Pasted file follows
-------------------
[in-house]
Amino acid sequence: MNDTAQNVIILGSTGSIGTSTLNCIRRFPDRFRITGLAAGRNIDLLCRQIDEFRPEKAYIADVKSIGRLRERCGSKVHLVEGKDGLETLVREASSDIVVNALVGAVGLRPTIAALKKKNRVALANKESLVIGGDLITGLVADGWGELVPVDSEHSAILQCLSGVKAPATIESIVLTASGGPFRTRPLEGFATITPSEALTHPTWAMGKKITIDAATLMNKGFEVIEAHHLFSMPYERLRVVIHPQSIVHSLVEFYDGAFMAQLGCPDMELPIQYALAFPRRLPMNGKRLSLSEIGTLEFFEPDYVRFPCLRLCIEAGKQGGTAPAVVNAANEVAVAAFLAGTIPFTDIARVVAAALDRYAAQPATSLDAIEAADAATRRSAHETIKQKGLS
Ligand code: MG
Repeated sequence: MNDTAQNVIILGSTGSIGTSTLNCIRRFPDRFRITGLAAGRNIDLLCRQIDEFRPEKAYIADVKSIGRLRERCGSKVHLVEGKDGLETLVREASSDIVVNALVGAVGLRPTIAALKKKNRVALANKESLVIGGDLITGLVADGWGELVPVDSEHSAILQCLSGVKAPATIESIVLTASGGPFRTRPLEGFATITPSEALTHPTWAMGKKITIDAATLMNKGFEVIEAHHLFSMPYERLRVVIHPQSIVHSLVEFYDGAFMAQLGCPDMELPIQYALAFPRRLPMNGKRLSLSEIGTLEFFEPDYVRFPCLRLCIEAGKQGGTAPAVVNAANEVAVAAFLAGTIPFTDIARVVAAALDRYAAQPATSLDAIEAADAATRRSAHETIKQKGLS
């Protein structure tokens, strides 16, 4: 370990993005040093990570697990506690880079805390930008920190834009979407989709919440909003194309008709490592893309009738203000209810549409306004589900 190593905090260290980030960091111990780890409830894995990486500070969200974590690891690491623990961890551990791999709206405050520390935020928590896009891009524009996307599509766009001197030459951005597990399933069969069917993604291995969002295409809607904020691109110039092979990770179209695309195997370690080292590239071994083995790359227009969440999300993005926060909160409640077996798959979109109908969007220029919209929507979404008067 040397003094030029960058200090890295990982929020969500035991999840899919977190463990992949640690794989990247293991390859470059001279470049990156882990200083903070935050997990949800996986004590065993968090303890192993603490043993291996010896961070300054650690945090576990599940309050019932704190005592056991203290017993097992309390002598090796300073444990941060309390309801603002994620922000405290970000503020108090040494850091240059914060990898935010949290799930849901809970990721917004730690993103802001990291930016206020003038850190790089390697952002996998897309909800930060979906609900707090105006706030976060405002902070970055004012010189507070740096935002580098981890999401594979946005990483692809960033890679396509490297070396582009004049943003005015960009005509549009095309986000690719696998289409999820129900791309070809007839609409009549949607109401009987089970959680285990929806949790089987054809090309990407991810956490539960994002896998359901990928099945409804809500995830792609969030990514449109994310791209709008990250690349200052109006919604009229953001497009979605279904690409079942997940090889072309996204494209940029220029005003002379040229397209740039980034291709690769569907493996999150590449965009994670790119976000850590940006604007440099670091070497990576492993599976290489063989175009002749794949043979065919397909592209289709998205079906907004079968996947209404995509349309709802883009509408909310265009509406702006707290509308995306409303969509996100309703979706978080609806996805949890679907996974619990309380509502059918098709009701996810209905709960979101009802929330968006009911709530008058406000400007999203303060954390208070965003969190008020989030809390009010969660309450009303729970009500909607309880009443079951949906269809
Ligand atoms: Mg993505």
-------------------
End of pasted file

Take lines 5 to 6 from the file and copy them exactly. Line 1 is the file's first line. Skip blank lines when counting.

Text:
């Protein structure tokens, strides 16, 4: 370990993005040093990570697990506690880079805390930008920190834009979407989709919440909003194309008709490592893309009738203000209810549409306004589900 190593905090260290980030960091111990780890409830894995990486500070969200974590690891690491623990961890551990791999709206405050520390935020928590896009891009524009996307599509766009001197030459951005597990399933069969069917993604291995969002295409809607904020691109110039092979990770179209695309195997370690080292590239071994083995790359227009969440999300993005926060909160409640077996798959979109109908969007220029919209929507979404008067 040397003094030029960058200090890295990982929020969500035991999840899919977190463990992949640690794989990247293991390859470059001279470049990156882990200083903070935050997990949800996986004590065993968090303890192993603490043993291996010896961070300054650690945090576990599940309050019932704190005592056991203290017993097992309390002598090796300073444990941060309390309801603002994620922000405290970000503020108090040494850091240059914060990898935010949290799930849901809970990721917004730690993103802001990291930016206020003038850190790089390697952002996998897309909800930060979906609900707090105006706030976060405002902070970055004012010189507070740096935002580098981890999401594979946005990483692809960033890679396509490297070396582009004049943003005015960009005509549009095309986000690719696998289409999820129900791309070809007839609409009549949607109401009987089970959680285990929806949790089987054809090309990407991810956490539960994002896998359901990928099945409804809500995830792609969030990514449109994310791209709008990250690349200052109006919604009229953001497009979605279904690409079942997940090889072309996204494209940029220029005003002379040229397209740039980034291709690769569907493996999150590449965009994670790119976000850590940006604007440099670091070497990576492993599976290489063989175009002749794949043979065919397909592209289709998205079906907004079968996947209404995509349309709802883009509408909310265009509406702006707290509308995306409303969509996100309703979706978080609806996805949890679907996974619990309380509502059918098709009701996810209905709960979101009802929330968006009911709530008058406000400007999203303060954390208070965003969190008020989030809390009010969660309450009303729970009500909607309880009443079951949906269809
Ligand atoms: Mg993505």